If I'm doing something wrong please let me know. I'm open to any suggestions and I thank you in advance.
took 5 mins to focus and fire for each photo???
02-02-2014, 10:14 PM - 1 Like   #6
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QuoteOriginally posted by Tarragon Quote
Why not just use manual focus? Unless it was so dark perhaps a thermal camera would be more useful?
I find your response unhelpful . I am well aware that I can manual focus a lens . I'm not sure why people respond to be sarcastic and unhelpful ; it seems like a waste of energy and time to behave in such a negative manner.
02-03-2014, 07:23 AM   #7
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Relax!

Its a huge family, rather a huge gathering of people. Often you might hear a remark or two

Regarding your post, your lens is pretty slow. So is mine. I use the kit-lens 18-55. I had the same challenge. My friend with another entry level DSLR nailed perfect shots. I was struggling with my manual settings.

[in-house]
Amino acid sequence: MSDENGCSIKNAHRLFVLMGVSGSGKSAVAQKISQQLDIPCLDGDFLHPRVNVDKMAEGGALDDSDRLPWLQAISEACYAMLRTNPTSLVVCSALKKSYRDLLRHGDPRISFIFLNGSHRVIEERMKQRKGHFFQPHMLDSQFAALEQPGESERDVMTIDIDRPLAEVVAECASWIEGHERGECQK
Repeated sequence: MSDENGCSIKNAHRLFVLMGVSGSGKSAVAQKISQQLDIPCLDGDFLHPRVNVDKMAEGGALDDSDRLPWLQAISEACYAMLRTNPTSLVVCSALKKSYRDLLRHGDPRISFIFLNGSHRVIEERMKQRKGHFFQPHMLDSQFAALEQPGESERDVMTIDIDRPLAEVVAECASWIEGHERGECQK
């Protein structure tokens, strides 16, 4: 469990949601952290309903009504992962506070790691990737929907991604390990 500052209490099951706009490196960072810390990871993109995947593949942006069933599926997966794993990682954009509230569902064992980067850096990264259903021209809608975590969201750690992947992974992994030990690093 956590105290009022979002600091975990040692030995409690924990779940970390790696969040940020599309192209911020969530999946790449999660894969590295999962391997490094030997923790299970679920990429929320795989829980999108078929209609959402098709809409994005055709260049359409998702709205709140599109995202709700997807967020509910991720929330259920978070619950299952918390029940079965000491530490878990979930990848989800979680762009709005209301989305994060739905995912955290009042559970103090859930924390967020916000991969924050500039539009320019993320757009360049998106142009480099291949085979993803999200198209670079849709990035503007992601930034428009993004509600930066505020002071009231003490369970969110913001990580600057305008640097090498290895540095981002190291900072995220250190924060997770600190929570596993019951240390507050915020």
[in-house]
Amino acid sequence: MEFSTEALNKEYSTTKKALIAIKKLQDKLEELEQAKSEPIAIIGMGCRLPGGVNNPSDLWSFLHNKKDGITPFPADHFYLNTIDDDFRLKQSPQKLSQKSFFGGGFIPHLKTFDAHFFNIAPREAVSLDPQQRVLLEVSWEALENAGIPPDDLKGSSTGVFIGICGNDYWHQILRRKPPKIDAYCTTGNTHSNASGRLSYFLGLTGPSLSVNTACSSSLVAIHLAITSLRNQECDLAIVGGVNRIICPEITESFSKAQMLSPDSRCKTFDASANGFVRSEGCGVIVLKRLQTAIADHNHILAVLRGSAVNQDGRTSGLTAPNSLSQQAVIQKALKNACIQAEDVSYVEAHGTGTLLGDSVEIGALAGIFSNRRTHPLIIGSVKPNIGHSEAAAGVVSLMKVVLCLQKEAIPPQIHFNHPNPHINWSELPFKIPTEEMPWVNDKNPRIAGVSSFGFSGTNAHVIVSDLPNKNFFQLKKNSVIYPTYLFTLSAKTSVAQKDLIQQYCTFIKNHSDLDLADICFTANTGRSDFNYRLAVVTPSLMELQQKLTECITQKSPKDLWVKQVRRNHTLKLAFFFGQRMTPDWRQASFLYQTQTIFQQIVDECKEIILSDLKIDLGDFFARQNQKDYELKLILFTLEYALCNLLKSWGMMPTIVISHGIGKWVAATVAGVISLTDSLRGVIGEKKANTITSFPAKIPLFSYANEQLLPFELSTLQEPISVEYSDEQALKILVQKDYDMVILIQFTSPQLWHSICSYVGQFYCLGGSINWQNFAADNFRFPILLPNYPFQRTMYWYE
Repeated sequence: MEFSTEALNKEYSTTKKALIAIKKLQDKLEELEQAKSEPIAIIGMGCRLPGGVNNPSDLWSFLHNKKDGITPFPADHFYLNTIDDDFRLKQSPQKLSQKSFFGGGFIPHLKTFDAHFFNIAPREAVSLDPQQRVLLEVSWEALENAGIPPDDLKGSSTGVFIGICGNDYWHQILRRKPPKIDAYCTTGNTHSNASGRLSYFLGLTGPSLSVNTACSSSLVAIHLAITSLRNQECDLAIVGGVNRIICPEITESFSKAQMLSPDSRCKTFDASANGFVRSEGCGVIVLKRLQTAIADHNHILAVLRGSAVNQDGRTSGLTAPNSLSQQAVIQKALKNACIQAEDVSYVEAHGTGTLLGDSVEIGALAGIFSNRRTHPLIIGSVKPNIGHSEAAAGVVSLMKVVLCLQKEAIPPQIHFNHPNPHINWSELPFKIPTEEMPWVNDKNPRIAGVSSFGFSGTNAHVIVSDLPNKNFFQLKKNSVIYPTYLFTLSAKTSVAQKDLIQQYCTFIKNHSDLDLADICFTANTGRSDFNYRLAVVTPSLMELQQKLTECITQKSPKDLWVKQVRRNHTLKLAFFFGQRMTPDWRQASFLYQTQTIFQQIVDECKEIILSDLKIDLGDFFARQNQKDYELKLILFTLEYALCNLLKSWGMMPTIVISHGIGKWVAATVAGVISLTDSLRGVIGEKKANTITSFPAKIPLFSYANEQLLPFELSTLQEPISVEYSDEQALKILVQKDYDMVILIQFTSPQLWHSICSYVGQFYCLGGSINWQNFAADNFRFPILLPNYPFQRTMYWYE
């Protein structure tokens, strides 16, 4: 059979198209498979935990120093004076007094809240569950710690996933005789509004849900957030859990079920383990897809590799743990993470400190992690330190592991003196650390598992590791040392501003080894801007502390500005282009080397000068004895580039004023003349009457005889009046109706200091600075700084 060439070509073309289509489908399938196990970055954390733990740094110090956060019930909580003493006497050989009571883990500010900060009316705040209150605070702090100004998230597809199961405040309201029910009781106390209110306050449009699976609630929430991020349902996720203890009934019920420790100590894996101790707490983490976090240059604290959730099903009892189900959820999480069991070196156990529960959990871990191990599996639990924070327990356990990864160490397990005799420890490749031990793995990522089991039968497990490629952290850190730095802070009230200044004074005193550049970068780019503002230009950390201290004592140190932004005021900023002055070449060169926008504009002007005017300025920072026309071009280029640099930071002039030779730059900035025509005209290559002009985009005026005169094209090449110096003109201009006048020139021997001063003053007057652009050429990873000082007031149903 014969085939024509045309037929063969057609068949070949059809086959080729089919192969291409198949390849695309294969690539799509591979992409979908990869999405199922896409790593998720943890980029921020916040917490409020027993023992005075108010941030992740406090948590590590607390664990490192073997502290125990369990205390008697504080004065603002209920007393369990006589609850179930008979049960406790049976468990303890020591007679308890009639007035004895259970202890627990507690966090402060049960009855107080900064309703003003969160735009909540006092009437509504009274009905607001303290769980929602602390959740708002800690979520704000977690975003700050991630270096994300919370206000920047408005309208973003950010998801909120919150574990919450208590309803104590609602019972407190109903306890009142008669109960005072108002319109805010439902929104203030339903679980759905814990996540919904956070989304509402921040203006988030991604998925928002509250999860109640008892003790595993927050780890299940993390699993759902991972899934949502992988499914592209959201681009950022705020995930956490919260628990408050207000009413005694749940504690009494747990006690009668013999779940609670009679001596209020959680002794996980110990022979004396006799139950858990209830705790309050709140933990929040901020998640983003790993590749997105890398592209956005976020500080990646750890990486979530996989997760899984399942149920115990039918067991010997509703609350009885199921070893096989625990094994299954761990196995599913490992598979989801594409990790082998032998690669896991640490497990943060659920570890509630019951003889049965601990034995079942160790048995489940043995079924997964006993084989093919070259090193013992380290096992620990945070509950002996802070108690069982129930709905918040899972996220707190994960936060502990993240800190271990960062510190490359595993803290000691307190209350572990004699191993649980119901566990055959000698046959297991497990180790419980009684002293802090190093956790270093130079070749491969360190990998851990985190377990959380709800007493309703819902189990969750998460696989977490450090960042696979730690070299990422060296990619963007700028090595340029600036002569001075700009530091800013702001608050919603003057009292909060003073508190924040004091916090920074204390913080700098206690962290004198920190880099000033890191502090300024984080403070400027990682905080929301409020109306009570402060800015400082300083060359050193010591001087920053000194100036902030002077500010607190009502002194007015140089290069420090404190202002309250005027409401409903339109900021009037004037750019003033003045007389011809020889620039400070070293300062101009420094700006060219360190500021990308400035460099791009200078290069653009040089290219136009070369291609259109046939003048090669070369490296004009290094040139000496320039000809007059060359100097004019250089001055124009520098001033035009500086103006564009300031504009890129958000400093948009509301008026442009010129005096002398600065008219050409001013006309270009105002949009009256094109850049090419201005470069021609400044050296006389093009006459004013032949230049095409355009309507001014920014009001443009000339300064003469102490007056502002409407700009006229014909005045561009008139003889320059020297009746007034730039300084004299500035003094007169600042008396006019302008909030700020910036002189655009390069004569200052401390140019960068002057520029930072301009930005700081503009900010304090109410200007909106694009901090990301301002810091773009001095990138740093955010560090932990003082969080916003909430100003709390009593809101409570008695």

But eventually I did it.

So first thing you have to know is never shy away from pumping your ISO. As a Pentaxian you get that additional super-power. ISO 1600 - 3200 you can get some very decent results, without any loss of colors.

Use Flash -> I use the pop-up flash and I have notched down to -2. It gives great results for closeups. You can also use red-eye reduction.

1/60 is a friend. Stay at that, however for higher speed. You compensate, else you would see soft images.

Thats all that I can say. I am new as well.

Cheers!
02-03-2014, 12:26 PM   #8